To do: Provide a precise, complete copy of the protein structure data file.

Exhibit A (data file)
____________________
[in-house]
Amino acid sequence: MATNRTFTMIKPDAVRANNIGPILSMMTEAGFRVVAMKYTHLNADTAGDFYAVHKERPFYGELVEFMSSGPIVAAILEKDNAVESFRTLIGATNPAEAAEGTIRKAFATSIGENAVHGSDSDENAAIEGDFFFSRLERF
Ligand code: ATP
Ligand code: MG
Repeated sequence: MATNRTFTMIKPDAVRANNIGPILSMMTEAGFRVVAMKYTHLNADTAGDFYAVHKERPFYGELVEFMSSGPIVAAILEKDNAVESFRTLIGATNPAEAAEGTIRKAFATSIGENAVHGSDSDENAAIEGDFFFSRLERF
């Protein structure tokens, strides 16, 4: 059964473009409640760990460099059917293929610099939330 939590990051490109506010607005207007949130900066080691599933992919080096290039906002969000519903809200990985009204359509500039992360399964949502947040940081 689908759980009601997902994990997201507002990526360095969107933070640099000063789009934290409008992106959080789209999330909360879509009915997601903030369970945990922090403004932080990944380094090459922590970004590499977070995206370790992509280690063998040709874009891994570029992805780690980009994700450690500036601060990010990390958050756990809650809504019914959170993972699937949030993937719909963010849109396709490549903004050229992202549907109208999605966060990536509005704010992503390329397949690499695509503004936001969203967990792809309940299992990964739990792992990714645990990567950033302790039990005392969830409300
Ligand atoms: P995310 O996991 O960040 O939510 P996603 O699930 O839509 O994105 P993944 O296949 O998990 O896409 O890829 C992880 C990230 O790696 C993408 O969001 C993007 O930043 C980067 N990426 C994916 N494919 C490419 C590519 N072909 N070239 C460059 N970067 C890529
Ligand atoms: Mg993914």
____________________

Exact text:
[in-house]
Amino acid sequence: MATNRTFTMIKPDAVRANNIGPILSMMTEAGFRVVAMKYTHLNADTAGDFYAVHKERPFYGELVEFMSSGPIVAAILEKDNAVESFRTLIGATNPAEAAEGTIRKAFATSIGENAVHGSDSDENAAIEGDFFFSRLERF
Ligand code: ATP
Ligand code: MG
Repeated sequence: MATNRTFTMIKPDAVRANNIGPILSMMTEAGFRVVAMKYTHLNADTAGDFYAVHKERPFYGELVEFMSSGPIVAAILEKDNAVESFRTLIGATNPAEAAEGTIRKAFATSIGENAVHGSDSDENAAIEGDFFFSRLERF
């Protein structure tokens, strides 16, 4: 059964473009409640760990460099059917293929610099939330 939590990051490109506010607005207007949130900066080691599933992919080096290039906002969000519903809200990985009204359509500039992360399964949502947040940081 689908759980009601997902994990997201507002990526360095969107933070640099000063789009934290409008992106959080789209999330909360879509009915997601903030369970945990922090403004932080990944380094090459922590970004590499977070995206370790992509280690063998040709874009891994570029992805780690980009994700450690500036601060990010990390958050756990809650809504019914959170993972699937949030993937719909963010849109396709490549903004050229992202549907109208999605966060990536509005704010992503390329397949690499695509503004936001969203967990792809309940299992990964739990792992990714645990990567950033302790039990005392969830409300
Ligand atoms: P995310 O996991 O960040 O939510 P996603 O699930 O839509 O994105 P993944 O296949 O998990 O896409 O890829 C992880 C990230 O790696 C993408 O969001 C993007 O930043 C980067 N990426 C994916 N494919 C490419 C590519 N072909 N070239 C460059 N970067 C890529
Ligand atoms: Mg993914």